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Still in campaign mode: As Kemp hits the road, Democrats keep up heat

Gov.-elect Brian Kemp is taking a cue from President Donald Trump with a frenzy of campaign-style events before his inauguration to thank supporters and rev up the Republican base shortly before he takes office.

Georgia Democrats, heeding their own hard-fought lessons of the Trump era, are raising many of the same issues they did during last year’s election with the aim of denying Kemp a honeymoon period after his Jan. 14 swearing-in ceremony.

They herald the start of a more volatile political atmosphere after a bruising campaign for governor that ended with Kemp’s narrow victory and Democrat Stacey Abrams’ refusal to formally concede the contest. And the tone will surely intensify as the dawn of a new legislative session nears and the 2020 presidential race looms.

Abrams has remained remarkably politically active, bucking the traditional role of a runner-up who retreats from the spotlight, as she prepares for what could be a rematch against Kemp in 2022 or, less likely, a challenge to U.S. Sen. David Perdue in two years.

Her newly launched Fair Fight Action group filed a far-ranging lawsuit targeting the state’s electoral policies. And in media interviews and public events, she has continued to call Kemp an “architect of voter suppression.”

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“This was not a function of loss,” Abrams said Friday on a local TV talk show. “We didn’t win. But that’s because the person in charge of determining the winner and the loser got to control the scoreboard, the scorekeeping, and he got to be the contestant.”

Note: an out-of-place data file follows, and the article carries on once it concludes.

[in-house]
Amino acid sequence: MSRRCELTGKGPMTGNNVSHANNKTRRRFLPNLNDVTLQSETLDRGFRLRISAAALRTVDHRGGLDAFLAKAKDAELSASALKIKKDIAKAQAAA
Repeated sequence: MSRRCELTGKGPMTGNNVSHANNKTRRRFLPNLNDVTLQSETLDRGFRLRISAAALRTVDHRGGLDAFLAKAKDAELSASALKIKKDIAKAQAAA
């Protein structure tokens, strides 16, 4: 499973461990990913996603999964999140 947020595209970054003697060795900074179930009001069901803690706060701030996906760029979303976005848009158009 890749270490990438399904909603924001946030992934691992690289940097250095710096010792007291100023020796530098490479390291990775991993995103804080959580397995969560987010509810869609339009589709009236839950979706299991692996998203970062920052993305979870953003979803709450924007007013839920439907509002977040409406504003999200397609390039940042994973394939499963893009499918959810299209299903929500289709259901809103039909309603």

The Democratic Party of Georgia has taken an even sharper tack. Outgoing party Chairman DuBose Porter, in a farewell message, labeled Kemp a “morally corrupt man” who cheated to win. And the party financed new digital ads this week reminding voters of Kemp’s troubled investments in an agricultural firm.

It’s an edgier approach from the state party, which campaigned hard against Gov. Nathan Deal during his 2014 re-election bid but largely dialed back its criticism of him during his second term. Taken together, they’re an ear-splitting signal that Georgia Democrats don’t intend to let up against Kemp when he takes office.

Former U.S. Rep. Buddy Darden, a Marietta Democrat, put it this way: “They need to know that Democrats aren’t going to roll over and play dead anymore. Democrats want a seat at the table.”

A secretive start

Whether Kemp will stake out more middle ground after a campaign geared toward driving Trump supporters and other conservatives to the polls is not yet known.

Kemp has said he won’t retreat from the conservative policies he embraced on the campaign trail, but he and other GOP leaders signaled they are more likely to focus on economic issues than polarizing social debates during his first year in office.

In his most significant address since taking office, Kemp told state lawmakers “it’s time to put politics behind us” and work together. But he’s outlined few specifics about his legislative agenda and kept many details — including who will fill key administration posts — a closely guarded secret.

He hasn’t unveiled any appointments to the state agencies, departments or councils he’ll soon control, and many current Deal administration officials privately say they’re in limbo. Nor has he announced the successor to retiring Georgia Bureau of Investigation Director Vernon Keenan, one of the most visible roles in state government.

And he’s only named a handful of staff hires, including tapping longtime aide Tim Fleming as his chief of staff. Fleming first met Kemp as a volunteer for his state Senate campaign in 2002 and most recently managed his campaign for governor.